The VXLANs are primarily designed to tag and isolate transit traffic, making their use similar to MPLS.

The Babel routing protocol is used to discover loopback addresses between nodes; Babel is configured to operate across the point to point L2TP tunnels and with a static, latency based metric that is applied during deployment.

The BGP EVPN uses FRR with two global route reflectors located on different continents, for redundency. Once overheads are taken in to account the MTU within each VXLAN is 4260.

dn42 Core Routing

EVPN diagram

Each host in the network runs an unprivileged LXD container that acts as a dn42 router for that host. The container uses Bird2 and routes between dn42 peer tunnels, local services on the same node and transit to the rest of the burble.dn42 network via a single dn42 core VXLAN.

Local services and peer networks are fully dual stack IPv4/IPv6 however the transit VXLAN uses purely IPv6 link-local addressing, making use of BGP multiprotocol and extended next hop capabilities for IPv4.

The transit VXLAN and burble.dn42 services networks use an MTU of 4260, however the dn42 BGP configuration includes internal communities to distribute destination MTU across the network for per-route MTUs. This helps ensure path mtu discovery takes place as early and efficiently as possible.

Local services on each host are provided by LXD containers or VMs connecting to internal network bridges.
These vary across hosts but typically include:

  • tier1 - used for publically avialable services (DNS, web proxy, etc)
  • tier2 - used for internal services, with access restricted to burble.dn42 networks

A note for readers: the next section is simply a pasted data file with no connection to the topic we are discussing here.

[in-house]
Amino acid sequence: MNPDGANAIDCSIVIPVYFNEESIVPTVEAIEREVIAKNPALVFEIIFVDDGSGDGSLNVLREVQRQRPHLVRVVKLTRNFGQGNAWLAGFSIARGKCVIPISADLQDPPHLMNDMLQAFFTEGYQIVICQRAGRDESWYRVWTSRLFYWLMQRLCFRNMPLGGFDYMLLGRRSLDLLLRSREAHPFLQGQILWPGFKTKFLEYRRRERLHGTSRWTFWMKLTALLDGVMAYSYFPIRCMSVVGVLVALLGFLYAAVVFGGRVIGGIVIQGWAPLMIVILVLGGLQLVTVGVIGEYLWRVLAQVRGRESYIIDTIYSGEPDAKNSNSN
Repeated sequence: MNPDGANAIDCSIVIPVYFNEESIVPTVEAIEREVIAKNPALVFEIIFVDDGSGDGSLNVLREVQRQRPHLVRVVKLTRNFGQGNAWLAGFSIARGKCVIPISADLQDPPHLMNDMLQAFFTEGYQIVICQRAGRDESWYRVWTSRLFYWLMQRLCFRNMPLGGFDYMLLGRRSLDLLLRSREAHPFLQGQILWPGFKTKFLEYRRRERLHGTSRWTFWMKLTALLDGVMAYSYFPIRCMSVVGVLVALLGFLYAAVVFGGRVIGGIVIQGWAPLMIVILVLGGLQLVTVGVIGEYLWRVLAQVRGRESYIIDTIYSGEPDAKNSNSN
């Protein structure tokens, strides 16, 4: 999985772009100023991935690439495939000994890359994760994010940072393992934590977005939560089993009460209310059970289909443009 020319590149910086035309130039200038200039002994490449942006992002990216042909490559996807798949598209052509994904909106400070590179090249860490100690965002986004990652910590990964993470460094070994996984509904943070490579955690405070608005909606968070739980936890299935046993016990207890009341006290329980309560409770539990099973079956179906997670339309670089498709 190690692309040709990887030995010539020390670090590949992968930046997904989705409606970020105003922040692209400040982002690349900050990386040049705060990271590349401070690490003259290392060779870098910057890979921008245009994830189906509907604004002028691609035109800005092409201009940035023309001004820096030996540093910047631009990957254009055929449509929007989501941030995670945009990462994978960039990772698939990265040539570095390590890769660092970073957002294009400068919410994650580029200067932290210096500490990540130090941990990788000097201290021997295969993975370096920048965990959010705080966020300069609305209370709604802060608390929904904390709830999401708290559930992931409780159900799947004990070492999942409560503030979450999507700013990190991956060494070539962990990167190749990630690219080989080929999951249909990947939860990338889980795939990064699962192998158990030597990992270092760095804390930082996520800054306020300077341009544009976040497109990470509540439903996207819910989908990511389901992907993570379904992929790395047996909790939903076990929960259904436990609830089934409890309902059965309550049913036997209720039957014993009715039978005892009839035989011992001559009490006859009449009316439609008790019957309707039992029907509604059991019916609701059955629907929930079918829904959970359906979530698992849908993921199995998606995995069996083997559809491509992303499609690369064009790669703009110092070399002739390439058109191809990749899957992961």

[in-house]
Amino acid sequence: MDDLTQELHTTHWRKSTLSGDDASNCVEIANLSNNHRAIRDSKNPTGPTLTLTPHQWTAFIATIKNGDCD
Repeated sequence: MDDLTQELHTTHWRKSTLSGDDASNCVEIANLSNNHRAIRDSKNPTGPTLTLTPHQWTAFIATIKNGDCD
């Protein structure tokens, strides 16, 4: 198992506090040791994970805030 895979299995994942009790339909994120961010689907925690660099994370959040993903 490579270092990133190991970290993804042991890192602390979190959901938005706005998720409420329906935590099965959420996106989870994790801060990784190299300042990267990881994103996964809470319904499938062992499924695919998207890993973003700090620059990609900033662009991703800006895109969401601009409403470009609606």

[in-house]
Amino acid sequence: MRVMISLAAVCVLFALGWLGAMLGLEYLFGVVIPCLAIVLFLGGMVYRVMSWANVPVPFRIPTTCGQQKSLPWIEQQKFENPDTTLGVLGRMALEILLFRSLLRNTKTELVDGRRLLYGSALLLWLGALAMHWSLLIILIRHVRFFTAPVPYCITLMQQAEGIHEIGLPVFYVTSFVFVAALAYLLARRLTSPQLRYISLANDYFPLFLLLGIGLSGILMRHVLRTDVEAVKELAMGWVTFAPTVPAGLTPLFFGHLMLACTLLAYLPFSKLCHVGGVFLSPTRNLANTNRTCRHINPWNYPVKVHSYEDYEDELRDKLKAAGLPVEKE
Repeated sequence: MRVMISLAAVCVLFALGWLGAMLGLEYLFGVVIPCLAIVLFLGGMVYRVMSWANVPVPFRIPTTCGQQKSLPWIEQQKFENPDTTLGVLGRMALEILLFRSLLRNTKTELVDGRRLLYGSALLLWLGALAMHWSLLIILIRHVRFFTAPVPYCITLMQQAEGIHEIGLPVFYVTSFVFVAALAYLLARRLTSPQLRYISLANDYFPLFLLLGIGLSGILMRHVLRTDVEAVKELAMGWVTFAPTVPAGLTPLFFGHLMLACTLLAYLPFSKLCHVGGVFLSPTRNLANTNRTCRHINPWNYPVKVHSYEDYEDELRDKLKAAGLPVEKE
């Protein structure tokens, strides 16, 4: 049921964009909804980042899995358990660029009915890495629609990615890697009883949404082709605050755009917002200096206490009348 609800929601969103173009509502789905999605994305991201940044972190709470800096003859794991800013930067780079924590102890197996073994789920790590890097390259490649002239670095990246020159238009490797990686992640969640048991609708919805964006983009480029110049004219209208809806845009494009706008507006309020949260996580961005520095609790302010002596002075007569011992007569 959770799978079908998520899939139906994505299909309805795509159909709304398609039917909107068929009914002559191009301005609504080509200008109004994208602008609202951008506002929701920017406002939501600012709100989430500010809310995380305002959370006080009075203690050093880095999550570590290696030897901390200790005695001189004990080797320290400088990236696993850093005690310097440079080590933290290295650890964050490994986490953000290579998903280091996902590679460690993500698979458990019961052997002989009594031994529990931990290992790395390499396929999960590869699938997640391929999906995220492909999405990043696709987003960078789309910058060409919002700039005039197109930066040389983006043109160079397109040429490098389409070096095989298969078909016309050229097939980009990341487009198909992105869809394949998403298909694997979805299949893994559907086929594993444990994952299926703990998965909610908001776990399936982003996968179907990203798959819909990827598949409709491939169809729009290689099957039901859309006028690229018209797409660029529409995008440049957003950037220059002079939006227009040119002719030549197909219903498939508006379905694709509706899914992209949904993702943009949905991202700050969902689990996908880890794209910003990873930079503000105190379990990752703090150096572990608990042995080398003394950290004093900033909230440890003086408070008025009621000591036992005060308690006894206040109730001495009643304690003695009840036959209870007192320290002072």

Other networks might include:

  • dmz - used for hosting untrusted services (e.g. the shell servers)
  • dn42 services - for other networks, such as the registry services

dn42 peer tunnels are created directly on the host and then injected in to the container using a small script, allowing the router container itself to remain unprivileged.

The routers also run nftables for managing access to each of the networks, bird_exporter for metrics and the bird-lg-go proxy for the burble.dn42 looking glass.

Host Configuration

EVPN diagram

burble.dn42 nodes are designed to have the minimum functionality at the host level, with all major services being delivered via virtual networks, containers and VMs.

Hosts have three main functions:

  • connecting in to the burble.dn42 Wireguard/L2TP mesh and BGP EVPN
  • providing internal bridges for virtual networks
  • hosting LXD containers and VMs

Together these three capabilities allow for arbitary, isolated networks and services to be created and hosted within the network.

The hosts also provide a few ancillary services:

  • delivering clearnet access for internal containers/VMs using an internal bridge. The host manages addressing and routing for the bridge to allow clearnet access independent of the host capabilities (e.g. proxied vs routed IPv6 connectivity)
  • creating dn42 peer tunnels and injecting them in to the dn42 router container
  • monitoring via netdata
  • backup using borg